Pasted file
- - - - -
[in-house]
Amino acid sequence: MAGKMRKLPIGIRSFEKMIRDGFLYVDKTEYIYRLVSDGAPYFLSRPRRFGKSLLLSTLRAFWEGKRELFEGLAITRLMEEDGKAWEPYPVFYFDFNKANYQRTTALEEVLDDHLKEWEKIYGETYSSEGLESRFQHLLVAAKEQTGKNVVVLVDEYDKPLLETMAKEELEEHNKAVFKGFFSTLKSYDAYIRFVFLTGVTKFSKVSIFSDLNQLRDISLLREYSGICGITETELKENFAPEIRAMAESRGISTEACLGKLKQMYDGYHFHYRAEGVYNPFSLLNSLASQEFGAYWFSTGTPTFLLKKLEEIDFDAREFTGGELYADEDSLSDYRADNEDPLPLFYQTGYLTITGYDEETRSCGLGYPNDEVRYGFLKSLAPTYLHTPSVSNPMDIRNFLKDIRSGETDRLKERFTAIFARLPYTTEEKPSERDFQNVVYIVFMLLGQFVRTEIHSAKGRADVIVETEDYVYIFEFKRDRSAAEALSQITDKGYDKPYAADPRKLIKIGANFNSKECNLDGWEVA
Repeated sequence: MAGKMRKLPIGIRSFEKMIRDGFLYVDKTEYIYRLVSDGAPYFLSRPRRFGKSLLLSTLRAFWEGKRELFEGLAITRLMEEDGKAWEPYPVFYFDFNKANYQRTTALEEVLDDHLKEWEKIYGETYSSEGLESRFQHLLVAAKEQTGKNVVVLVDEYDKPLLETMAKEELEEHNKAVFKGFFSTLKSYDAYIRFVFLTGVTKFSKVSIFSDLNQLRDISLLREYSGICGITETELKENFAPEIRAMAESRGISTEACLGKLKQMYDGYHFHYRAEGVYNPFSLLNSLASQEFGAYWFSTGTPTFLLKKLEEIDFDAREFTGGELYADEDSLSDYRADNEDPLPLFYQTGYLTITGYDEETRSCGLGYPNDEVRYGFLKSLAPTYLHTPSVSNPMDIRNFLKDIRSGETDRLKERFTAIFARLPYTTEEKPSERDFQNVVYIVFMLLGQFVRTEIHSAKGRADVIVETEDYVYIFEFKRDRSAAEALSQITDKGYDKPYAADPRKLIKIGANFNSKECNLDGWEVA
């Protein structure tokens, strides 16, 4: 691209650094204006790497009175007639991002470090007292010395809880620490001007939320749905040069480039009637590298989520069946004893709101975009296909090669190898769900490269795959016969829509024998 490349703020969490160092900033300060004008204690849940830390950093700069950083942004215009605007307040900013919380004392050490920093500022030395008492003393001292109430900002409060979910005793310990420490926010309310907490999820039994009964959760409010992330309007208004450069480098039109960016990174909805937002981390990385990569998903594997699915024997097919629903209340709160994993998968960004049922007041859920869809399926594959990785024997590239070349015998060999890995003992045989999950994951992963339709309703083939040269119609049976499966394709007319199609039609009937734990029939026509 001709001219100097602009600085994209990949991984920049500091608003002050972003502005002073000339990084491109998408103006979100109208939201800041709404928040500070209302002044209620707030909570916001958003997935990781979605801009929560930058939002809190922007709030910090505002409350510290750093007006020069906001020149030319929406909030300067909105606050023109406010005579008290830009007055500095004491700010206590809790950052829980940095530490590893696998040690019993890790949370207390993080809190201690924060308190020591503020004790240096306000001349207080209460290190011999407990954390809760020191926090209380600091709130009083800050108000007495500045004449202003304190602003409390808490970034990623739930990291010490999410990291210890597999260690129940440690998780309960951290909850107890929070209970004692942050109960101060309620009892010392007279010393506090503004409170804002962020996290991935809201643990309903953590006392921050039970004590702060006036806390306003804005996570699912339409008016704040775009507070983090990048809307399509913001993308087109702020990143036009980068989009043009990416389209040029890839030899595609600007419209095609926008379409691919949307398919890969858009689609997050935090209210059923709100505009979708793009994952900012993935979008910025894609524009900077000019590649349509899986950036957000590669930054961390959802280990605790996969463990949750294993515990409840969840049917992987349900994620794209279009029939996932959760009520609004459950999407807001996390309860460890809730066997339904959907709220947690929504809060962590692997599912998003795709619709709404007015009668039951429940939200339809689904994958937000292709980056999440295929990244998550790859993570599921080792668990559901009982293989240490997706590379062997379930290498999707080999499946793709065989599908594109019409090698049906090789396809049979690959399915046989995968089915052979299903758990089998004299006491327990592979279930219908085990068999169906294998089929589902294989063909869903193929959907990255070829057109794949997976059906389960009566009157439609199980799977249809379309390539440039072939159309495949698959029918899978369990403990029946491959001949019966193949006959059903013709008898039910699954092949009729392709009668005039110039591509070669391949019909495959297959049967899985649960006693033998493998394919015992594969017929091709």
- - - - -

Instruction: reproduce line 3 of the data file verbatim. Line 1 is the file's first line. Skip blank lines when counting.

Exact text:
Repeated sequence: MAGKMRKLPIGIRSFEKMIRDGFLYVDKTEYIYRLVSDGAPYFLSRPRRFGKSLLLSTLRAFWEGKRELFEGLAITRLMEEDGKAWEPYPVFYFDFNKANYQRTTALEEVLDDHLKEWEKIYGETYSSEGLESRFQHLLVAAKEQTGKNVVVLVDEYDKPLLETMAKEELEEHNKAVFKGFFSTLKSYDAYIRFVFLTGVTKFSKVSIFSDLNQLRDISLLREYSGICGITETELKENFAPEIRAMAESRGISTEACLGKLKQMYDGYHFHYRAEGVYNPFSLLNSLASQEFGAYWFSTGTPTFLLKKLEEIDFDAREFTGGELYADEDSLSDYRADNEDPLPLFYQTGYLTITGYDEETRSCGLGYPNDEVRYGFLKSLAPTYLHTPSVSNPMDIRNFLKDIRSGETDRLKERFTAIFARLPYTTEEKPSERDFQNVVYIVFMLLGQFVRTEIHSAKGRADVIVETEDYVYIFEFKRDRSAAEALSQITDKGYDKPYAADPRKLIKIGANFNSKECNLDGWEVA